At the next meeting, show them the Biblical standards that they (and you) came up with. Make sure that “accountability” and “humility” are on the list. Personally… I wouldn’t change ANYTHING, but I’d add those two qualities in there. I’d say something like this. “Now that we’ve met and looked at some of the Biblical examples of leadership, I’ve come up with some leadership expectations that we’re going to use. (Don’t ask- tell them this.) I’m not going to change a thing. I like what you guys are doing. I’m just going to add two ingredients based on our meeting. And I talked with Pastor Ron (whoever your pastor is) and he agreed with me on these two missing elements: humility, and mentorship.” Then explain how each student is going to be required to meet with a mentor and how adult mentors will be there to support each team. You can also talk about the need for an attitude of service, and mention that you haven’t seen that.

Let them know that these are non-negotiables and they can let you know by the end of the week if they don’t want to be leaders. But tell them that you hope they stay aboard.

It’s not going to be an easy road.

Make sure that, in the meantime, you continue to meet and disciple other GROWTH KIDS so that you have other potential leaders for the future. (See my book CONNECT for more about that in detail).

That’s my two cents.

I asked David R Smith, the co-author of MINISTRY BY TEENAGERS your question, and he had this to add:

    This is a common problem with young people today, especially this entitled generation. A couple more thoughts.

    You talk about the former youth pastor leaving and going Òdown the street.Ó Hopefully this is slightly farther than just Òdown the street,Ó but with the way you word it, it makes me think he is still close enough to exert influence on the kids youÕve retained. (ItÕs at least close enough that other students followed him to that church.) IÕd say be conscious of this going forward. ConsciousÉnot afraid! I say that because in the back of your mind, youÕre probably thinking, ÒIf I upset the other 20 kids, theyÕll leave too.Ó I will never advocate making fear-based decisions.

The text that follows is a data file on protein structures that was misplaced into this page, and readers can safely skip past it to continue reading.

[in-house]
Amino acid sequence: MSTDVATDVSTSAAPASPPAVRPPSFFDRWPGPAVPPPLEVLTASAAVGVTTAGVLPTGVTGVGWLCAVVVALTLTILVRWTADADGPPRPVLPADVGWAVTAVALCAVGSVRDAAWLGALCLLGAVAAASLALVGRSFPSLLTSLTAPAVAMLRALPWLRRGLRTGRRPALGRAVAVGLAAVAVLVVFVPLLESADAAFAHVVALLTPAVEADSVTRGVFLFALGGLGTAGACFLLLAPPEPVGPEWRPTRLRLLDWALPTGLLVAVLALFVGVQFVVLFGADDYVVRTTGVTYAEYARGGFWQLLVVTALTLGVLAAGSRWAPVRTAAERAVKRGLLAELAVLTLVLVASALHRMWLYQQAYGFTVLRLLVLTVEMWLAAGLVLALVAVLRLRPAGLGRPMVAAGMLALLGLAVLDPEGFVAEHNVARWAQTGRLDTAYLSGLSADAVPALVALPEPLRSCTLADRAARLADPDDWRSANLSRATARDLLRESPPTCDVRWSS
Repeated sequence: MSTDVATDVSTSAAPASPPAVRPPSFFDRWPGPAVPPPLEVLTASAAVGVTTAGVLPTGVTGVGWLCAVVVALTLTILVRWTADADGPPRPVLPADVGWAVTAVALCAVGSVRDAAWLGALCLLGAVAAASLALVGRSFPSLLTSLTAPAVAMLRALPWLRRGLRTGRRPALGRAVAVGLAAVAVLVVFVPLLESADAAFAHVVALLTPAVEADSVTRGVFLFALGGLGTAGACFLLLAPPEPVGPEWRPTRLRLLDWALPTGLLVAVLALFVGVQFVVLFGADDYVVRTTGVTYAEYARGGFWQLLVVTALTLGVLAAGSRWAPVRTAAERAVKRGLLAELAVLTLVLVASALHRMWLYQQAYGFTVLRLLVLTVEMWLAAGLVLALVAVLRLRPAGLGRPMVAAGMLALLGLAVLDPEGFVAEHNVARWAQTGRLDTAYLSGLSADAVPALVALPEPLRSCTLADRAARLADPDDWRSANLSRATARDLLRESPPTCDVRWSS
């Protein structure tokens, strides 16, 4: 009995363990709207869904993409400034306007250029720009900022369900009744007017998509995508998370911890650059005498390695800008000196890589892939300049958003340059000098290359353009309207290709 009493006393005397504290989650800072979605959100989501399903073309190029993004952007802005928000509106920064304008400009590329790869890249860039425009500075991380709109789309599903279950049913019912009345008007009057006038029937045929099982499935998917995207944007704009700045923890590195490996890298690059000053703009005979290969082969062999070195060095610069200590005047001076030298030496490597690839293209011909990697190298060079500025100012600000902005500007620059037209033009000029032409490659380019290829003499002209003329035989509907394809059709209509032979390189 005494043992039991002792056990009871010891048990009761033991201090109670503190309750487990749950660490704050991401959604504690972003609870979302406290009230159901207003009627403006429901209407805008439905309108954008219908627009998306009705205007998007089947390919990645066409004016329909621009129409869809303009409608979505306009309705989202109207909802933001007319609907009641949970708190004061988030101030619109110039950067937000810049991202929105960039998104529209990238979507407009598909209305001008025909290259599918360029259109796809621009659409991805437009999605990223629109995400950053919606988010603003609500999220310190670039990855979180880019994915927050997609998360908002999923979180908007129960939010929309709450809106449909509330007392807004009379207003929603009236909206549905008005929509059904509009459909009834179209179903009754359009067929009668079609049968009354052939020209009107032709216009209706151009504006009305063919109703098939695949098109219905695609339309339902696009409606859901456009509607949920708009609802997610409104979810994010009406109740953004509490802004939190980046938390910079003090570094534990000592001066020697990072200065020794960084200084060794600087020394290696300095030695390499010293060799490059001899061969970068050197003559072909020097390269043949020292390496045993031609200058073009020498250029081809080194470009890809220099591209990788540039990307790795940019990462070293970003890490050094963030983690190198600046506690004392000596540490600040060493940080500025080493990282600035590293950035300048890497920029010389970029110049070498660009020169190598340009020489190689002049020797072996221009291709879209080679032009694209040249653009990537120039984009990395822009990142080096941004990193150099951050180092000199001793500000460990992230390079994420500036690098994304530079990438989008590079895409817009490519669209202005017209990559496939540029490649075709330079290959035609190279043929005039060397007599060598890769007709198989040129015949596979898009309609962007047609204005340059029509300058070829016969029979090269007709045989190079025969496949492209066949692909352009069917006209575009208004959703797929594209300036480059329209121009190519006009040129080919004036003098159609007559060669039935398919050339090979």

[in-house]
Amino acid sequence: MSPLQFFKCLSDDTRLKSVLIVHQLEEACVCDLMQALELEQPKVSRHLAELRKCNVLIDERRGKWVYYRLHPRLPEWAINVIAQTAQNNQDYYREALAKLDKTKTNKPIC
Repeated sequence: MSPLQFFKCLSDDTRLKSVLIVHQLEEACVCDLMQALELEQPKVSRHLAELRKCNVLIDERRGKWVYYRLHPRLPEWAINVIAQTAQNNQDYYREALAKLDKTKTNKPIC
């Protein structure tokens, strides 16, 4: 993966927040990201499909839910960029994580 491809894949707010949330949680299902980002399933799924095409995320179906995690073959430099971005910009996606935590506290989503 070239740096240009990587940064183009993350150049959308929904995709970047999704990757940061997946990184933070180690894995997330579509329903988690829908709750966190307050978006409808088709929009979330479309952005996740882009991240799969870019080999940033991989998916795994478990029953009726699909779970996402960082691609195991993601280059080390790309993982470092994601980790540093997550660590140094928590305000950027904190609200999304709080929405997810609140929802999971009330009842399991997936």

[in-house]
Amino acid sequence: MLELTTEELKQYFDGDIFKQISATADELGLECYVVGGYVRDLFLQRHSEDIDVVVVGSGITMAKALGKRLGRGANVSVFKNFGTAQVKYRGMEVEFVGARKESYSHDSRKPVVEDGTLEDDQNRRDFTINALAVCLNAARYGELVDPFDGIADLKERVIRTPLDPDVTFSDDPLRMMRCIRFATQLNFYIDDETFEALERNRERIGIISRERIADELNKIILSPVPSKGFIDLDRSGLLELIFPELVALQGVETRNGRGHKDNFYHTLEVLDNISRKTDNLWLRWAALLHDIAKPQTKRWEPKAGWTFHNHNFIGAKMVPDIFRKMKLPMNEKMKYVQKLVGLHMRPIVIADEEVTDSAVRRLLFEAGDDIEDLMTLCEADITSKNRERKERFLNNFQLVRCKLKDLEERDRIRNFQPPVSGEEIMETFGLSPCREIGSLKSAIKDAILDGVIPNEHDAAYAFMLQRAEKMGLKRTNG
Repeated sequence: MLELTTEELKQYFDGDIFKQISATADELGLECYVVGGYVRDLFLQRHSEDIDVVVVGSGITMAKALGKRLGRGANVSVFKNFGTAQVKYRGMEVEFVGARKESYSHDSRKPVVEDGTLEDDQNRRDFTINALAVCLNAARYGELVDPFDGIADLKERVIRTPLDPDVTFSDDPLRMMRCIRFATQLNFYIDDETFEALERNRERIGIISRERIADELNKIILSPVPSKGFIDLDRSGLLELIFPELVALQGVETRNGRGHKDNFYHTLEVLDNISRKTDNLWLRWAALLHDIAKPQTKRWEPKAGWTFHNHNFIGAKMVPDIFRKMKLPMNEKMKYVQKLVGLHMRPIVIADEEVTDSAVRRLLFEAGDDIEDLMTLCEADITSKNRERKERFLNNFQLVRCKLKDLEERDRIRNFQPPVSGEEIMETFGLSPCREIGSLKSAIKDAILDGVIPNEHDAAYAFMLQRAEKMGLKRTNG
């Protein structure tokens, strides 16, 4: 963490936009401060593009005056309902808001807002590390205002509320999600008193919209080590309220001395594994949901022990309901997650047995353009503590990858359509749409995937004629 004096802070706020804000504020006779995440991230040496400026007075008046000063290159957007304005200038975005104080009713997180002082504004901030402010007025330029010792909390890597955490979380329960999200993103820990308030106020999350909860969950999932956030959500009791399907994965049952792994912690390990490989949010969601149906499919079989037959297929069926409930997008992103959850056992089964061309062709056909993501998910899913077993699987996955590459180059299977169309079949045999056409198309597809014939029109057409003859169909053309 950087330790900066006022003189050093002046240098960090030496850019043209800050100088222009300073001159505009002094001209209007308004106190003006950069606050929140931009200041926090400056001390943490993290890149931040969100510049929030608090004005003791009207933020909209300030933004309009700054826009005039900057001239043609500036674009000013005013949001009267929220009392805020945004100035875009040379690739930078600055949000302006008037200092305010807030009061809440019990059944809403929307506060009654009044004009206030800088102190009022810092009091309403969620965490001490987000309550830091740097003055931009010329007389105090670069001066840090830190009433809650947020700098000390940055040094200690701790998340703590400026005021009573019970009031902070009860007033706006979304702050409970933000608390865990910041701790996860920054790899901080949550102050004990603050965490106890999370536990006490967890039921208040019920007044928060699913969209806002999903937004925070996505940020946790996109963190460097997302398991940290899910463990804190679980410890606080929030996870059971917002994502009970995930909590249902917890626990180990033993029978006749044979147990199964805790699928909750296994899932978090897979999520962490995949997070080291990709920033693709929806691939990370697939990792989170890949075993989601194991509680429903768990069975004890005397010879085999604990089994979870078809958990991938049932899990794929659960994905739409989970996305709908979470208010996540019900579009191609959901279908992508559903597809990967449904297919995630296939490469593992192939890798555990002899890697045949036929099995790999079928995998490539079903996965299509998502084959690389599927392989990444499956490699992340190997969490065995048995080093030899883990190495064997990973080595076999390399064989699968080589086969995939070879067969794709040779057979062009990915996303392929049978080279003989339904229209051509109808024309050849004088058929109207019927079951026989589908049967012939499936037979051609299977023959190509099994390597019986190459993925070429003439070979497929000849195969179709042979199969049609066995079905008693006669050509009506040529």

Interestingly, Jesus faced an almost identical problem in John 6. Look how He handled it. He stuck with His message Ð in a gracious and humble manner Ð but He never backed down. I would suggest you do the same for two reasons. One, thatÕs how Jesus did it! 🙂 Two, that will earn you respect over the long haul. This ties in with what Jonathan said above. YouÕve GOT to have humble leaders who understand their need for mentoring. IÕm 34, with 16 years of ministry experience, and I have mentors! Jonathan has mentors. You probably have mentors (and if thatÕs the case, say that to them to show them youÕre leading your life by the standards you teach). As Jonathan said, this has to be a non-negotiable.

We hope this is a small help.

Keep up the good work Christine!

God Bless,

Jonathan McKee
The Source for Youth Ministry


Jonathan McKee

Jonathan McKee is the author of over twenty books including the brand new The Guy's Guide to FOUR BATTLES Every Young Man Must Face; The Teen’s Guide to Social Media & Mobile Devices; If I Had a Parenting Do Over; and the Amazon Best Seller - The Guy's Guide to God, Girls and the Phone in Your Pocket. He speaks to parents and leaders worldwide, all while providing free resources for youth workers on Jonathan, his wife Lori, and their three kids live in California.